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Orphaned bears released back into the wild

After five months at the San Diego Humane Society’s Ramona Wildlife Center for care and rehabilitation, two black bear cubs are back in the wild.

A 15-month-old female cub and a 15-month male cub were released two hours apart in Central California’s Inyo and Tulare counties on May 24 by the California Department of Fish and Wildlife.

The two cubs were kept in an outdoor enclosure together at the Ramona Wildlife Center, allowing them to exhibit more natural behaviors. With access to trees, shrubs and natural substrate, they had opportunities to run, climb, play and forage for food. Project Wildlife’s animal care team intentionally minimized interaction with the bears, so the cubs would not get comfortable around humans.

“Their stay with us has to mimic life in the wild, to set them up for success,” said Andy Blue, campus director of San Diego Humane Society’s Ramona Wildlife Center in a press release. “It’s incredibly important that no one gets any unnecessary access to the bears, because then they might think it is safe to approach humans after they’ve been released.”

The cub who was released in Inyo County arrived at the Ramona Wildlife Center on Dec. 15, 2022, from Bishop. He had been orphaned and reported to be showing habituation to people, which is dangerous for both the bear and the public. It was believed the mother had been struck by a car.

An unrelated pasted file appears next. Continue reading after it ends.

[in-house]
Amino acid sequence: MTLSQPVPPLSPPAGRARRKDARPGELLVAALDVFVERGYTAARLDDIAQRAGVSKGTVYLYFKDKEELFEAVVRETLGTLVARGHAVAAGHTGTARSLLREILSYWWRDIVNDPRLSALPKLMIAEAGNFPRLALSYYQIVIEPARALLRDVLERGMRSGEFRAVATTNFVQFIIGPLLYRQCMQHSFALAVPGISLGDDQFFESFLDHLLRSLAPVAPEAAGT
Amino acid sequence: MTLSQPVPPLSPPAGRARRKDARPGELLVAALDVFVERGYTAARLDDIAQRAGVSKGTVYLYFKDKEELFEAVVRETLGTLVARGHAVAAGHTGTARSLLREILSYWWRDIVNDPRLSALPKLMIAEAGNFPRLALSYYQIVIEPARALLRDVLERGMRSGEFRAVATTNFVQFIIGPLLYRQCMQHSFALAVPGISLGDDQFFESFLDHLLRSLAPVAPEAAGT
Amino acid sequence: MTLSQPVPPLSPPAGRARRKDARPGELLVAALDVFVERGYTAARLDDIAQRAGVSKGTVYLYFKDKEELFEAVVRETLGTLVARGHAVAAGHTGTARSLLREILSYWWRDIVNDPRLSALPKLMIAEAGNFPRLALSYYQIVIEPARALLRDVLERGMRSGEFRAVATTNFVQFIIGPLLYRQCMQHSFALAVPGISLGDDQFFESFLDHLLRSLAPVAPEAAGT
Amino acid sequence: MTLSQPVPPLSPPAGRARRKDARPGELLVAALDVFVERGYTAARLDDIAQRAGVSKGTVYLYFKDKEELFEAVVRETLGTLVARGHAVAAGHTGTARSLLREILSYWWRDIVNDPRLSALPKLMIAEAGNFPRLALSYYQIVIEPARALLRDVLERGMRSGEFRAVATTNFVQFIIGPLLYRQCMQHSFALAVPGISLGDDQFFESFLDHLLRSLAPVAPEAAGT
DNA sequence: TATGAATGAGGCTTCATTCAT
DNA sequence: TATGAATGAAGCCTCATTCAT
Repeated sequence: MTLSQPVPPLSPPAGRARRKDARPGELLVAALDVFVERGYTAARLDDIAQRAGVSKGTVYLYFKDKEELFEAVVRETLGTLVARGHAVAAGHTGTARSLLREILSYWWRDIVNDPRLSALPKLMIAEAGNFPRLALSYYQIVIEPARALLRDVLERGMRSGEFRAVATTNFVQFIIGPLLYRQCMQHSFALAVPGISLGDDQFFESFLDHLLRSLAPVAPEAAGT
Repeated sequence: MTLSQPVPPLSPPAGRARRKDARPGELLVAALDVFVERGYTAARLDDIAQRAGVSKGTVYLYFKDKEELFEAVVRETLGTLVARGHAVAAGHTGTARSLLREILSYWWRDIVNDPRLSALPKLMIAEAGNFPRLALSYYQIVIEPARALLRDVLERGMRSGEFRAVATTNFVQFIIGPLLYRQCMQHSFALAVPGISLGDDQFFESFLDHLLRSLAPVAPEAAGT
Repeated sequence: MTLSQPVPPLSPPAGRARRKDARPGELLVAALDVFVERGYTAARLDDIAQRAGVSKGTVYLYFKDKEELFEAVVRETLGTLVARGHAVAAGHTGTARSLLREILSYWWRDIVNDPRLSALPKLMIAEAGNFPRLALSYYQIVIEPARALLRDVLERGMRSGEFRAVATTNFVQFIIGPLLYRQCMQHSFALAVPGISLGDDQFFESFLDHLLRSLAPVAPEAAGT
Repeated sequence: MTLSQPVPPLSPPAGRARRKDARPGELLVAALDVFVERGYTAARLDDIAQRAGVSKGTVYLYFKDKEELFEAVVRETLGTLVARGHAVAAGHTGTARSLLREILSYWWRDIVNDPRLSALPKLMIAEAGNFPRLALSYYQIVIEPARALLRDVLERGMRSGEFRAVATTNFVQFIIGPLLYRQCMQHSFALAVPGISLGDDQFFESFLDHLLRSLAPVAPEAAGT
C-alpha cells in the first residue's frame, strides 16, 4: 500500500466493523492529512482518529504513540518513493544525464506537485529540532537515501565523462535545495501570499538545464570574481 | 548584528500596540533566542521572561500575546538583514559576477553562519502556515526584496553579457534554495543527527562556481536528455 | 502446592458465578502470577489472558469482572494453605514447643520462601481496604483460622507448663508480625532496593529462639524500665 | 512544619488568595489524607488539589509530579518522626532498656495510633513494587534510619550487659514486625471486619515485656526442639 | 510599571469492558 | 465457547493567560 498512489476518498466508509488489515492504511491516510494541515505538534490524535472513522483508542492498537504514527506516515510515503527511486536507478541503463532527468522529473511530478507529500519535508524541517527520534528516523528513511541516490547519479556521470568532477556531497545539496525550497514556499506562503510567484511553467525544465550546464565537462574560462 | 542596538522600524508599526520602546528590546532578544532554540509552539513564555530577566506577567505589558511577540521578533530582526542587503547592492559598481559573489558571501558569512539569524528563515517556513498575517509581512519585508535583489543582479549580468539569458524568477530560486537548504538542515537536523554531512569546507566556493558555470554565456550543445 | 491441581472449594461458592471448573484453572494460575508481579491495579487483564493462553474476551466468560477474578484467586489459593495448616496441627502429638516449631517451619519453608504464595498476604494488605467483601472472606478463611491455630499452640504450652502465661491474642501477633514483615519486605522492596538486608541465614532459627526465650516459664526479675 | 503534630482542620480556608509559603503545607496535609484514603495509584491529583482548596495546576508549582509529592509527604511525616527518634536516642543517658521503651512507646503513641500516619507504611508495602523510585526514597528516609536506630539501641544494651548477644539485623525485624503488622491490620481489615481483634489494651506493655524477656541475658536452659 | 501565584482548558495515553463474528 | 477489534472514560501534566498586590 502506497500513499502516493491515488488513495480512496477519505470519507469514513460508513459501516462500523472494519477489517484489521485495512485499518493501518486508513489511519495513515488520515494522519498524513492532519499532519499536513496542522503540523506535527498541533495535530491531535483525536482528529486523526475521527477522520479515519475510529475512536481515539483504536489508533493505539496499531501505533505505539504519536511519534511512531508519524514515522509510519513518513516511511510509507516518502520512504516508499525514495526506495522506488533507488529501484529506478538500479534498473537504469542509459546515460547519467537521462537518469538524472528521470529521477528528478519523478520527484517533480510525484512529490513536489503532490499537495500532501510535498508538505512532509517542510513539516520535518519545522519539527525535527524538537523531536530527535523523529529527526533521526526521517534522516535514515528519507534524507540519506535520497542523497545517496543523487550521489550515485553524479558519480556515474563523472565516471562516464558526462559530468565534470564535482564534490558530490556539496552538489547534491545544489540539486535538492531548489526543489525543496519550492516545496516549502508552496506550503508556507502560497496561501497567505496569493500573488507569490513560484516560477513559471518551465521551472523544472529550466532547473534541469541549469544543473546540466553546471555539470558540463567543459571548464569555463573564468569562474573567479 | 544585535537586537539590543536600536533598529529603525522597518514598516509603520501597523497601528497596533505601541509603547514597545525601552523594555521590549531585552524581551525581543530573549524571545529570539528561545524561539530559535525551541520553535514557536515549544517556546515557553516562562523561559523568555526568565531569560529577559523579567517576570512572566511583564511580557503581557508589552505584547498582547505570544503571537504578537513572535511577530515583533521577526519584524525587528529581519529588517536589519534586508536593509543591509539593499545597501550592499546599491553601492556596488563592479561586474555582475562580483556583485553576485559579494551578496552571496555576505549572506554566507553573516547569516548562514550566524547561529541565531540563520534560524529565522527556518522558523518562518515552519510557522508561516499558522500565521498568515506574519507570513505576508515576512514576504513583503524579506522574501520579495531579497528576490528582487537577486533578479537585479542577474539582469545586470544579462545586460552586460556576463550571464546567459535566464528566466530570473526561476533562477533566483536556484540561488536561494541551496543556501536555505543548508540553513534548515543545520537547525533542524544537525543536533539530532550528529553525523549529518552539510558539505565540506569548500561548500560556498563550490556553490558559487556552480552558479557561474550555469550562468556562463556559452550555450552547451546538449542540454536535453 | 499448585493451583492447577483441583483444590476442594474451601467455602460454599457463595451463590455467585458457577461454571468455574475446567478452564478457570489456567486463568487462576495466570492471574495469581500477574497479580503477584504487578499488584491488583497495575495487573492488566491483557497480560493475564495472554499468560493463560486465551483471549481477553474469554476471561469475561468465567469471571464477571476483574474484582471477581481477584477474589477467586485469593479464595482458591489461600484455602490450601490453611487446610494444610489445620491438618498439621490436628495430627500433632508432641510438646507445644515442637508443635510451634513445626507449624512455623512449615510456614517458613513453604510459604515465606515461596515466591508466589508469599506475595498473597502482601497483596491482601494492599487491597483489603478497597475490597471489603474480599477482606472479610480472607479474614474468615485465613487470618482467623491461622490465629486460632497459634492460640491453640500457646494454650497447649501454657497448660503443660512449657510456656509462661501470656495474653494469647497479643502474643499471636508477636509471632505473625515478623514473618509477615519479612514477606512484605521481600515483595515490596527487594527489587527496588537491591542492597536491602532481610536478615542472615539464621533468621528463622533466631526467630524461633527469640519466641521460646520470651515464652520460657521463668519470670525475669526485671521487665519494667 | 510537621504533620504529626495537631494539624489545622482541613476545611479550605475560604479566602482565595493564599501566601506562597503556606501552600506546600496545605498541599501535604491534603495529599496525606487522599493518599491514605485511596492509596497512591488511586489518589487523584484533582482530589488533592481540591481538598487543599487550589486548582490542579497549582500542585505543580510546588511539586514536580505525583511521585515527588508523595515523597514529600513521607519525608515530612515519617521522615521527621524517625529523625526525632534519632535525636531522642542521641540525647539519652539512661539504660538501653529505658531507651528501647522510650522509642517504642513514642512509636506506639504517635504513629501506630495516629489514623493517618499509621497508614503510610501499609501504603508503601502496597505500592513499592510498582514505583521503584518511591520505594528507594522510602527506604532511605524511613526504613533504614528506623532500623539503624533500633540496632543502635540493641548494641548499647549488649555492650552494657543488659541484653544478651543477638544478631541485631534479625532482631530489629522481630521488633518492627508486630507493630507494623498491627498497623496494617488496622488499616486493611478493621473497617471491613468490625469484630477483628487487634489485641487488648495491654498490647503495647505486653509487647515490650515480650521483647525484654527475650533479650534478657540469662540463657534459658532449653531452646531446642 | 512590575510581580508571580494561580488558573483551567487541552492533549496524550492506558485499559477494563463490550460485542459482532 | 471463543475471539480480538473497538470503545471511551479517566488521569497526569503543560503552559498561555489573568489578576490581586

The cub who was released in Tulare County arrived Dec. 18, 2022, after she was believed to have been orphaned by the heavy rainstorms, which can flood bear dens. She was rescued by CDFW biologists near Bakersfield after she was found abandoned and thin.

San Diego Humane Society’s Project Wildlife program is the primary resource for wild animal rehabilitation and conservation education in San Diego County.

Each year, SDHS gives nearly 13,000 injured, orphaned and sick wild animals a second chance. At the Ramona Campus, which they have been operating since 2020, SDHS specializes in caring for native apex predators and birds of prey, including hawks, owls, eagles, coyotes, bears, bobcats and, under special pilot authorization, mountain lions.

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